‘Read what you enjoy, not what bores you,’ Nick Hornby tells us. And in this new collection of his columns from the Believer magazine he shows us how it’s done.
Or at least, how he does it: whether plunging into a biography of Dickens whilst his children are destroying something in the room next door or devouring a whole series of children’s books whilst on holiday. Hornby is the intelligent, committed but sceptical reader we’d all like to be. Admiring Ian McEwan’s On Chesil Beach, he points out a surprising anachronism. Reading Cormac McCarthy’s The Road, he wonders why ‘unflinching’ is a term of praise among critics. And who but Nick Hornby could successfully juxtapose a discussion of a book on Bob Dylan’s backing group, The Band, with one on the Stasi?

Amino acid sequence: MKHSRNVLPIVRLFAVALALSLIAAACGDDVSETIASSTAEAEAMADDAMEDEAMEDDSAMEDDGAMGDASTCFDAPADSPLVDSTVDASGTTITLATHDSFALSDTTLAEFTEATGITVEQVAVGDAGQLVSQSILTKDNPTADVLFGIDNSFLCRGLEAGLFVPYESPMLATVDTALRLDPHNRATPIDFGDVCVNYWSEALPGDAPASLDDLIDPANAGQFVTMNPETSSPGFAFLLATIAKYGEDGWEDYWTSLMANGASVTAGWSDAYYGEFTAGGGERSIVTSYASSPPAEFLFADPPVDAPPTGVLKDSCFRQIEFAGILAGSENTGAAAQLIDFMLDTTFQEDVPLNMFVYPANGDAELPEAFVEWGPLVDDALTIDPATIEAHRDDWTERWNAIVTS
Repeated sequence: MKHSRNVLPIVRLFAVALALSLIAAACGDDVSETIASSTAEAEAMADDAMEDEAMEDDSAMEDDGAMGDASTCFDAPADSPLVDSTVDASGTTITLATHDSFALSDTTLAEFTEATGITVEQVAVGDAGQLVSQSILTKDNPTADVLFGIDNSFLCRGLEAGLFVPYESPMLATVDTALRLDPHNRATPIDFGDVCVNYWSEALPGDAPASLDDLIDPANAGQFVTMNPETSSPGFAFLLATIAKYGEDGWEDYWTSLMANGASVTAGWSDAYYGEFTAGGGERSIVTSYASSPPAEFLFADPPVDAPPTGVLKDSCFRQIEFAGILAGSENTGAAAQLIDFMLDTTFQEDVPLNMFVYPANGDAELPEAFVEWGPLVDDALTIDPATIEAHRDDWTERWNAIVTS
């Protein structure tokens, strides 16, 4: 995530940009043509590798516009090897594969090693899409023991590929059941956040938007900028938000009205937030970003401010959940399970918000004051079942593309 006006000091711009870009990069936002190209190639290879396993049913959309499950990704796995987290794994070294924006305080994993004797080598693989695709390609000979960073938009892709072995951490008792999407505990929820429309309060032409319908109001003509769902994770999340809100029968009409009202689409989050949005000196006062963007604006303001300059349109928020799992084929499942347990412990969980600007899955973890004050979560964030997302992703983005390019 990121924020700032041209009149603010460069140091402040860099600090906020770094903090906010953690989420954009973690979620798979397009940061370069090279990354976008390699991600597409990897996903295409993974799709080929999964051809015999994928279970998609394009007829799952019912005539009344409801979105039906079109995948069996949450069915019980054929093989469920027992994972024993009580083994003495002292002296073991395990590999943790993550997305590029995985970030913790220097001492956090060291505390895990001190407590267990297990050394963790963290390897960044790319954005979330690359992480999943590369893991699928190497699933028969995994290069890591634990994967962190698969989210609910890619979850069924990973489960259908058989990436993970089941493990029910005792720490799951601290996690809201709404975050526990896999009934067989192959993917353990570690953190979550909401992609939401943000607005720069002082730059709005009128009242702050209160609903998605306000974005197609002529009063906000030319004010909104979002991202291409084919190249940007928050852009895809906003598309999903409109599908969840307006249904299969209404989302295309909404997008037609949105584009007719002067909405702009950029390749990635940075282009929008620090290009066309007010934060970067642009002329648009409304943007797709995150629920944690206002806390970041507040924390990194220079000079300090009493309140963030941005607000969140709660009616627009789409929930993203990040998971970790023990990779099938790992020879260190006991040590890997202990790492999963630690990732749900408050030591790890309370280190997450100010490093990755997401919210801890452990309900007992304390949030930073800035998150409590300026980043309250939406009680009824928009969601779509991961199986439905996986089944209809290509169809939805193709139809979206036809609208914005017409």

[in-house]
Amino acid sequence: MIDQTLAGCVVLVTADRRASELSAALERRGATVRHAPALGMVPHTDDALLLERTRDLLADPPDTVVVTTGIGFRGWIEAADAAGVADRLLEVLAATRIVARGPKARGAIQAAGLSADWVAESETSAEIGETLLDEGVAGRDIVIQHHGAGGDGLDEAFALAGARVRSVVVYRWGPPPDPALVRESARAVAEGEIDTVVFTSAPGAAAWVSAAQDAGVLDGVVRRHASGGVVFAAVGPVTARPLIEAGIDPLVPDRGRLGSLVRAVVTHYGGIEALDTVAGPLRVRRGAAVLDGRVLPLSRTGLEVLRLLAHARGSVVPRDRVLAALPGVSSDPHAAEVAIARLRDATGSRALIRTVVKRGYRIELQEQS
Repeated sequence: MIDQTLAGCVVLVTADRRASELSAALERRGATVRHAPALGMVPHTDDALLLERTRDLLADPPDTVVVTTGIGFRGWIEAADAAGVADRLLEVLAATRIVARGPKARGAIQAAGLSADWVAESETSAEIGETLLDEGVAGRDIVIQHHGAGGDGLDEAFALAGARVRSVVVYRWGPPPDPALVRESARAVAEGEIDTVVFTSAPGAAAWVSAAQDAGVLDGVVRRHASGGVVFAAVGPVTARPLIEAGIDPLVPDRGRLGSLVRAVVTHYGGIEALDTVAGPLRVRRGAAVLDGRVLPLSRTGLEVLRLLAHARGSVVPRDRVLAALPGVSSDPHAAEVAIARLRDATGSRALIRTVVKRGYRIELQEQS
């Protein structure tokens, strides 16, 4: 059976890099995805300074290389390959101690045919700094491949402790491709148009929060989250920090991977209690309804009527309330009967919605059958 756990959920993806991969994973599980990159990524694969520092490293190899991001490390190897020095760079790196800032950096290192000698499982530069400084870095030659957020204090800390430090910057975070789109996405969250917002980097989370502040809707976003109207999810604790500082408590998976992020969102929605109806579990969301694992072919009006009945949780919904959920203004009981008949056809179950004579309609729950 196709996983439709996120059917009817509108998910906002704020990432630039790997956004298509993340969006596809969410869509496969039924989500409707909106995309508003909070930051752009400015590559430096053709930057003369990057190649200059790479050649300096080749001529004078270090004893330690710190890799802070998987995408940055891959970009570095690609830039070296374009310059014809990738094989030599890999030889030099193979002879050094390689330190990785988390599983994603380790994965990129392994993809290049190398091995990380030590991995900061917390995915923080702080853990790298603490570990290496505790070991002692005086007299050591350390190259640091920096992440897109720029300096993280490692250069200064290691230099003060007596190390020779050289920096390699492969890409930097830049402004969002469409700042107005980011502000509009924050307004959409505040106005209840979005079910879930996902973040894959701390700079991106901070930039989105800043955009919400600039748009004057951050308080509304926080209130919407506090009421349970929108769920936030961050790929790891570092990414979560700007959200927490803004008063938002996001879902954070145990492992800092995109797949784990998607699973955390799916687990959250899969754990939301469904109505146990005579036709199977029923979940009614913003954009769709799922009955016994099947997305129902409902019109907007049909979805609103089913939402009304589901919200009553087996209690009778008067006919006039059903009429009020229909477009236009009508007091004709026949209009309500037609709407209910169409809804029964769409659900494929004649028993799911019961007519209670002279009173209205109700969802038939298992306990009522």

These accounts of one reader’s experience of buying and reading, and sometimes not reading, books differ from all other reviews or critical appreciations – they take into account the role that books actually play in the lives of readers. They are rich, witty, inspiring – and classic Hornby.